Why We Resist Nonviolence (Crucifixion of the Warrior God, ch. 6)

I’ve quipped that everyone is a Biblical literalist until it comes to Jesus’ words on nonviolence.  Then every nuance and caveat is mined to make sure we are assured Jesus doesn’t actually mean what he said.  So when it comes to traditional ideas of sexuality or hell, or much else, we’re told the Bible just says what it says (so we must believe it).  But we turn to Jesus and, yeah, we’re all of a sudden not as interested in taking it literally.

Why is this?  Boyd addresses this question in chapter six of Crucifixion of the Warrior God:

     So far as I can see, the primary thing that renders this revelation ambiguous to many is that it simply contradicts people’s deeply rooted commonsense intuitions about the justified use of violence. Throughout history it has just seemed obvious to the vast majority of people, including the majority of Christians after the fourth and fifth century, that one is justified in resorting to whatever violence is necessary if it is in the interest of the greater good to do so, and especially if such violence is necessary to protect yourself, your loved ones, your tribe, or your nation.
     Since the fourth and fifth century, therefore, Christians have tended to simply assume that whatever Jesus and various NT authors meant by instructing us to love, bless and serve enemies and to refrain from violence, they surely did not intend to rule out the use of violence in obviously justified circumstances, and they surely did not intend to suggest that God is never willing to resort to violence in certain circumstances.  What they did mean with these instructions to us becomes ambiguous and the strength and depth of the commonsense intuition about justified violence is reflected in the remarkable lengths to which some interpreters have been willing to go to explain how Jesus and various NT authors do not mean what they clearly seem to mean” (260-261).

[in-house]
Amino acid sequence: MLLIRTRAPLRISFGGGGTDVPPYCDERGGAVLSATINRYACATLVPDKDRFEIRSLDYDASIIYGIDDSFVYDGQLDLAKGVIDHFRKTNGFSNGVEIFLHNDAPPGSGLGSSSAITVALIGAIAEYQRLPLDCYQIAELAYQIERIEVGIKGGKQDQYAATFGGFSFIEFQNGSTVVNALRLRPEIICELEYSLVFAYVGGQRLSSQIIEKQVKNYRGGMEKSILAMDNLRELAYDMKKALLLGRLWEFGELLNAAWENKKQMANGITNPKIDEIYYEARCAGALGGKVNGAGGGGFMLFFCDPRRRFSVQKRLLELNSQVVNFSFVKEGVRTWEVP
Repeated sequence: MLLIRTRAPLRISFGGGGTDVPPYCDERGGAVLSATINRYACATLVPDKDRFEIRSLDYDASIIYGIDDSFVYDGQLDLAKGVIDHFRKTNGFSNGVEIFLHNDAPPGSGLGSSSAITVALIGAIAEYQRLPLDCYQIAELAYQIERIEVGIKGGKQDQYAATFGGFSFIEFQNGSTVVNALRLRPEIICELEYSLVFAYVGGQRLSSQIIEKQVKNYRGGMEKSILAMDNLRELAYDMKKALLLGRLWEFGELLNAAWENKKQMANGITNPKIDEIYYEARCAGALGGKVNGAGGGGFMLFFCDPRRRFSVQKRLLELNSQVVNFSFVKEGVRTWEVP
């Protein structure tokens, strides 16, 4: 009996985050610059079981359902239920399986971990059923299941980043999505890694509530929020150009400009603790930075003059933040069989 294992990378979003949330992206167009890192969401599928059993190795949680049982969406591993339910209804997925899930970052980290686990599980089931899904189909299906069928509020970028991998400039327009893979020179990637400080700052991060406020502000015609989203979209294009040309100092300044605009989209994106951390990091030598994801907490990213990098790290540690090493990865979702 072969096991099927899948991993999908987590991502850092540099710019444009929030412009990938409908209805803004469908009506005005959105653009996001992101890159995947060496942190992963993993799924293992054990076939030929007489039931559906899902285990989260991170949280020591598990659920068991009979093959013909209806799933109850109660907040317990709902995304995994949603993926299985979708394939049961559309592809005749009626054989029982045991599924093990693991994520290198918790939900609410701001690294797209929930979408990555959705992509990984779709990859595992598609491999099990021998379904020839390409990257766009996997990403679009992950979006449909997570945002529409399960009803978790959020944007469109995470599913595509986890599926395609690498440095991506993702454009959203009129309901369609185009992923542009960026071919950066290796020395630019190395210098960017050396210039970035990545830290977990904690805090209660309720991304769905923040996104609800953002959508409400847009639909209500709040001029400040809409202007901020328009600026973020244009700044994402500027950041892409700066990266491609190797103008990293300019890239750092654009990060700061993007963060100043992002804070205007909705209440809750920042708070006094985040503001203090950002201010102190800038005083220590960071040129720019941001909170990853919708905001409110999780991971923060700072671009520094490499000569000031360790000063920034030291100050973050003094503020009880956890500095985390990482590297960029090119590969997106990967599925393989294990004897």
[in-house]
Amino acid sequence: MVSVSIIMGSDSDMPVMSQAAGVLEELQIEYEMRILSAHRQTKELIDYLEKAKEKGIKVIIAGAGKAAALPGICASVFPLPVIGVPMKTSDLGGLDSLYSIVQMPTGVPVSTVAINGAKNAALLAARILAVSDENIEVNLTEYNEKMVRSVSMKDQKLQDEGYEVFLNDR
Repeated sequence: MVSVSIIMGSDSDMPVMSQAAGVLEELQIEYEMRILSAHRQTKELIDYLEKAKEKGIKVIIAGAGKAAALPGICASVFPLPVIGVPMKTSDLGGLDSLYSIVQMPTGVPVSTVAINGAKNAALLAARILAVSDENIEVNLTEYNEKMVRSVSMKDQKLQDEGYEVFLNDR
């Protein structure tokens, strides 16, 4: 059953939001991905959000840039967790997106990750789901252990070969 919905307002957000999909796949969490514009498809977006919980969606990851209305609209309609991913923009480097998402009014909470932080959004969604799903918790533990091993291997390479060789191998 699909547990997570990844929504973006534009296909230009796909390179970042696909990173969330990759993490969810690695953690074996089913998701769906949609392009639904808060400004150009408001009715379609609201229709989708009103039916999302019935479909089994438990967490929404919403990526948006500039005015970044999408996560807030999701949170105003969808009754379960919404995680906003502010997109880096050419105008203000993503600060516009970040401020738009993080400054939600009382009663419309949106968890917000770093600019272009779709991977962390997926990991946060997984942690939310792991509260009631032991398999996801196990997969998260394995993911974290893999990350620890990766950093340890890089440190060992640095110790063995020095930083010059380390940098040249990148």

My whole life growing up in the evangelical church I was taught not to trust my feelings.  The heart, as the prophet Jeremiah said, is deceitful.  Yet again, it has become incredibly ironic to me that this caution to not trust feelings does not seem to extend to violence.
Someone breaks into your house?
Of course you use violence!
Your country tells you its time to go to war?
Of course you support that!
Humanity has been a violent species since forever.  History is a story of war after war, wars often filled with rape and pillage and often justified with a combination of revenge (they attacked us!) and divine sanction (our god wants us to fight).  We can discuss evolution and the reality that nature is red in tooth and claw, that we exist at the end of a long line of ancestors who survived by fight (or sometimes flight).  Or we can discuss sin that has corrupted God’s good creation and thus pushes us towards violence.
Either way (and I suspect its both) our natural inclination is to violence.
Which leads me to think that rather then trying to fit Jesus into our natural inclination, perhaps we should take seriously what Jesus said and did as it confronts those natural inclinations towards violence.
As Boyd writes, “the disciples should expect the NT’s revelation of God to violate our commonsense intuitions” (262)

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